An offset mortgage is a type of mortgage where your mortgage is combined with savings in your current account. Usually it involves holding a current account and mortgage with the same financial institution. The way it works is that savings from your current account are used to reduce the value of your mortgage payments.
For example if you had a mortgage for £150,000 and savings of £30,000 in your current account. Then when calculating your monthly interest payments you would pay interest on £120,000. If you needed to spend £10,000. Then in the next month you would pay interest on £130,000
Advantages of Offset Mortgages
- Benefits those who can save money. Less mortgage payments
- Allows flexibility
- Usually interest on savings attracts a tax penalty. However if your savings are automatically used to offset your mortgage you will not pay any tax from these savings. If you pay tax on savings at the higher rate you can save a lot. This is because your savings are automatically used to offset the mortgage.
- The interest on a mortgage is usually higher than a current account so this is another advantage. For example often a current account may only give you 1% interest, however the interest on a mortgage may be 6%. Therefore it is more efficient to use the money to reduce payments on your mortgage than it is to keep it in a low interest saving account.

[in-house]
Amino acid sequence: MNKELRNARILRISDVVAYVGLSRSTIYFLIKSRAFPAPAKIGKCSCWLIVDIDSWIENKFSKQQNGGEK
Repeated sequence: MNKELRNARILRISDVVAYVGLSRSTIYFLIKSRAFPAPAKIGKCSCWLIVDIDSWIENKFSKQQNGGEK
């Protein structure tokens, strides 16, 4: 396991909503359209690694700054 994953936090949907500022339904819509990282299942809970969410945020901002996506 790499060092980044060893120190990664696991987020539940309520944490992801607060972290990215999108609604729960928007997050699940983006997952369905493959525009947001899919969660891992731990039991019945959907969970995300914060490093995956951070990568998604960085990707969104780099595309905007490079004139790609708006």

Disadvantages of Offset Mortgages
- It can be tempting to consolidate a lot of debt into one place. However in the long run this can lead to higher interest payments.
- Most offset mortgages allow the borrower a certain credit limit in the beginning. If you are not disciplined about paying this back then at the end of your mortgage period you can be left with a big loan to pay.
- As with all mortgages worth check all small prints about tie ins and relative rates of interest.